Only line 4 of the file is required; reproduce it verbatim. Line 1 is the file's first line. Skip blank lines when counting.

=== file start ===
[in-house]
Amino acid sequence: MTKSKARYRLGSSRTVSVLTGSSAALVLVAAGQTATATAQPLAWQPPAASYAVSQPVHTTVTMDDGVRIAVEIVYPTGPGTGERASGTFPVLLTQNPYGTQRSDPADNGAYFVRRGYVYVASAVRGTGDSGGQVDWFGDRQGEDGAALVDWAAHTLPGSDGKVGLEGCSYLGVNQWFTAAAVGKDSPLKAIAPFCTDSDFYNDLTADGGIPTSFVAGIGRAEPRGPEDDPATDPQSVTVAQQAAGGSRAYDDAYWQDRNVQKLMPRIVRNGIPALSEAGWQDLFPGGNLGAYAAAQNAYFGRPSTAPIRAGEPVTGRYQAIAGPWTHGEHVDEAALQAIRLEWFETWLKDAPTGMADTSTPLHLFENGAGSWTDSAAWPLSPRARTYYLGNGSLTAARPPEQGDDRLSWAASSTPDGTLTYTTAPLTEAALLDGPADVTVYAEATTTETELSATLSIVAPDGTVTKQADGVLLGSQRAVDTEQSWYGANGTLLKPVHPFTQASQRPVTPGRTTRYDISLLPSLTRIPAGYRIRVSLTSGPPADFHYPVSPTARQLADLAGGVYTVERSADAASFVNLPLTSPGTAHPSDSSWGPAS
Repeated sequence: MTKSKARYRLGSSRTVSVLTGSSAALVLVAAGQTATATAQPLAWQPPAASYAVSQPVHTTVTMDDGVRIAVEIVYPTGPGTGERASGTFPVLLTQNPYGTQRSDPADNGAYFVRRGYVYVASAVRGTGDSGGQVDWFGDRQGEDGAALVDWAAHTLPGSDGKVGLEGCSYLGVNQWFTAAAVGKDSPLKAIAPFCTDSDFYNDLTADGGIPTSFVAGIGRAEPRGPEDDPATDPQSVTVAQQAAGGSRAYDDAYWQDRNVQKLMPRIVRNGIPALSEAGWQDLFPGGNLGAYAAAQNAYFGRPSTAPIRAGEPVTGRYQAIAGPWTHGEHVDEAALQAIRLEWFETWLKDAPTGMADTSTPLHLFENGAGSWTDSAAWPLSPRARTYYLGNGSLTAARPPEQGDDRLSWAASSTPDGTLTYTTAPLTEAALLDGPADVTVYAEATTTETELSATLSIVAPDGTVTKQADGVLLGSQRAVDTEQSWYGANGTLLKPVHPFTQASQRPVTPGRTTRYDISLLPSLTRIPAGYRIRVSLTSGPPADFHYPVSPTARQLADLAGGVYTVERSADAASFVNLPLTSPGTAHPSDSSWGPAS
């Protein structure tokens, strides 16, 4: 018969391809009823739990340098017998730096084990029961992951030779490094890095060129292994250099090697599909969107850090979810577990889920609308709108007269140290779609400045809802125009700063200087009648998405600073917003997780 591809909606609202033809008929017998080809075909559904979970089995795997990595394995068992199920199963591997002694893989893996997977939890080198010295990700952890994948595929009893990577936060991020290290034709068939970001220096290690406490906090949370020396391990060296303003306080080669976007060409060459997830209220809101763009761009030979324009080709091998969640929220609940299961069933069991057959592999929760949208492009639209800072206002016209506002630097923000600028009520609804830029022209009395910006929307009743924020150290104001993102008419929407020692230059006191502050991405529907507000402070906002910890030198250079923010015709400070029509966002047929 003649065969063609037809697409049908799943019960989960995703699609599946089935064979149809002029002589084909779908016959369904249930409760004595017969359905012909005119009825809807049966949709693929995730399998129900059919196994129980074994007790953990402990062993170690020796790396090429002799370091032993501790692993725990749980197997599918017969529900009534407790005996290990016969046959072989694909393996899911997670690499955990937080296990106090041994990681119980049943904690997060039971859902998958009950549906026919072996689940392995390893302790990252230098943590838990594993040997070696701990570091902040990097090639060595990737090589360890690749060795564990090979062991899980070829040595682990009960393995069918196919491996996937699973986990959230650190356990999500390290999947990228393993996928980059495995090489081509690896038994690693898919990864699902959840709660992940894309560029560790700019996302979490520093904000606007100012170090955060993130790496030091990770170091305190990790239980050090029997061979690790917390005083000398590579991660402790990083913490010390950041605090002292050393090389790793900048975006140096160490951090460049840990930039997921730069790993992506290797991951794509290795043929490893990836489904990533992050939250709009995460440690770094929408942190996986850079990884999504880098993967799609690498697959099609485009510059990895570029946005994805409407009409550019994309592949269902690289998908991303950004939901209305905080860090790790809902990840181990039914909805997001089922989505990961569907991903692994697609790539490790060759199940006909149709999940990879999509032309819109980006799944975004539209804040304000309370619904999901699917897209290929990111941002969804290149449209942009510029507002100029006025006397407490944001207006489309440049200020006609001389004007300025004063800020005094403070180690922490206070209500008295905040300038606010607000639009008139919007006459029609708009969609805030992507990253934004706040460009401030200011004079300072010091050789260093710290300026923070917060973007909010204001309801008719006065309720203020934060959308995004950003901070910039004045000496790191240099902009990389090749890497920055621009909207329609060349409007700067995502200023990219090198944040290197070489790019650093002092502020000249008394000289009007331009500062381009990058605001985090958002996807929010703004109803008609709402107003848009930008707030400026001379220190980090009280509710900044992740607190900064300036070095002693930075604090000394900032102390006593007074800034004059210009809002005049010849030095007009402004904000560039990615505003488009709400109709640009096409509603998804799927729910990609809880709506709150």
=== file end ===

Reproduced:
């Protein structure tokens, strides 16, 4: 018969391809009823739990340098017998730096084990029961992951030779490094890095060129292994250099090697599909969107850090979810577990889920609308709108007269140290779609400045809802125009700063200087009648998405600073917003997780 591809909606609202033809008929017998080809075909559904979970089995795997990595394995068992199920199963591997002694893989893996997977939890080198010295990700952890994948595929009893990577936060991020290290034709068939970001220096290690406490906090949370020396391990060296303003306080080669976007060409060459997830209220809101763009761009030979324009080709091998969640929220609940299961069933069991057959592999929760949208492009639209800072206002016209506002630097923000600028009520609804830029022209009395910006929307009743924020150290104001993102008419929407020692230059006191502050991405529907507000402070906002910890030198250079923010015709400070029509966002047929 003649065969063609037809697409049908799943019960989960995703699609599946089935064979149809002029002589084909779908016959369904249930409760004595017969359905012909005119009825809807049966949709693929995730399998129900059919196994129980074994007790953990402990062993170690020796790396090429002799370091032993501790692993725990749980197997599918017969529900009534407790005996290990016969046959072989694909393996899911997670690499955990937080296990106090041994990681119980049943904690997060039971859902998958009950549906026919072996689940392995390893302790990252230098943590838990594993040997070696701990570091902040990097090639060595990737090589360890690749060795564990090979062991899980070829040595682990009960393995069918196919491996996937699973986990959230650190356990999500390290999947990228393993996928980059495995090489081509690896038994690693898919990864699902959840709660992940894309560029560790700019996302979490520093904000606007100012170090955060993130790496030091990770170091305190990790239980050090029997061979690790917390005083000398590579991660402790990083913490010390950041605090002292050393090389790793900048975006140096160490951090460049840990930039997921730069790993992506290797991951794509290795043929490893990836489904990533992050939250709009995460440690770094929408942190996986850079990884999504880098993967799609690498697959099609485009510059990895570029946005994805409407009409550019994309592949269902690289998908991303950004939901209305905080860090790790809902990840181990039914909805997001089922989505990961569907991903692994697609790539490790060759199940006909149709999940990879999509032309819109980006799944975004539209804040304000309370619904999901699917897209290929990111941002969804290149449209942009510029507002100029006025006397407490944001207006489309440049200020006609001389004007300025004063800020005094403070180690922490206070209500008295905040300038606010607000639009008139919007006459029609708009969609805030992507990253934004706040460009401030200011004079300072010091050789260093710290300026923070917060973007909010204001309801008719006065309720203020934060959308995004950003901070910039004045000496790191240099902009990389090749890497920055621009909207329609060349409007700067995502200023990219090198944040290197070489790019650093002092502020000249008394000289009007331009500062381009990058605001985090958002996807929010703004109803008609709402107003848009930008707030400026001379220190980090009280509710900044992740607190900064300036070095002693930075604090000394900032102390006593007074800034004059210009809002005049010849030095007009402004904000560039990615505003488009709400109709640009096409509603998804799927729910990609809880709506709150």